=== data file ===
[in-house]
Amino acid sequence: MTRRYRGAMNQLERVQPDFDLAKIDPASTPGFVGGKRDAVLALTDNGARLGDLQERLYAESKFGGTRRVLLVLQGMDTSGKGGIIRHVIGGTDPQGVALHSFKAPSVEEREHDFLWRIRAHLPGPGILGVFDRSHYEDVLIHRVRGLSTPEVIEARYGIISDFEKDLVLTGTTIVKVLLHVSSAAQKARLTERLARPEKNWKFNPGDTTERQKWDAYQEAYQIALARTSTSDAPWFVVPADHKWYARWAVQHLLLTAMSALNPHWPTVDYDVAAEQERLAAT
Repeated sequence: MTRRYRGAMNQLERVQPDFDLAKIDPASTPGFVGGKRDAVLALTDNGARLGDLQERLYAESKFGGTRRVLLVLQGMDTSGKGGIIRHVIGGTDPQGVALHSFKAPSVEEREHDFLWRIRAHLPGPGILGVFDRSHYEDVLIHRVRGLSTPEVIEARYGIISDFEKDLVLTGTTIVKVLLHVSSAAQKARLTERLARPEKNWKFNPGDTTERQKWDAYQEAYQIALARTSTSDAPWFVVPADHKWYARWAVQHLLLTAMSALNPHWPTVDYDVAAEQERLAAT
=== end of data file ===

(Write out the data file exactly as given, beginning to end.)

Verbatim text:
[in-house]
Amino acid sequence: MTRRYRGAMNQLERVQPDFDLAKIDPASTPGFVGGKRDAVLALTDNGARLGDLQERLYAESKFGGTRRVLLVLQGMDTSGKGGIIRHVIGGTDPQGVALHSFKAPSVEEREHDFLWRIRAHLPGPGILGVFDRSHYEDVLIHRVRGLSTPEVIEARYGIISDFEKDLVLTGTTIVKVLLHVSSAAQKARLTERLARPEKNWKFNPGDTTERQKWDAYQEAYQIALARTSTSDAPWFVVPADHKWYARWAVQHLLLTAMSALNPHWPTVDYDVAAEQERLAAT
Repeated sequence: MTRRYRGAMNQLERVQPDFDLAKIDPASTPGFVGGKRDAVLALTDNGARLGDLQERLYAESKFGGTRRVLLVLQGMDTSGKGGIIRHVIGGTDPQGVALHSFKAPSVEEREHDFLWRIRAHLPGPGILGVFDRSHYEDVLIHRVRGLSTPEVIEARYGIISDFEKDLVLTGTTIVKVLLHVSSAAQKARLTERLARPEKNWKFNPGDTTERQKWDAYQEAYQIALARTSTSDAPWFVVPADHKWYARWAVQHLLLTAMSALNPHWPTVDYDVAAEQERLAAT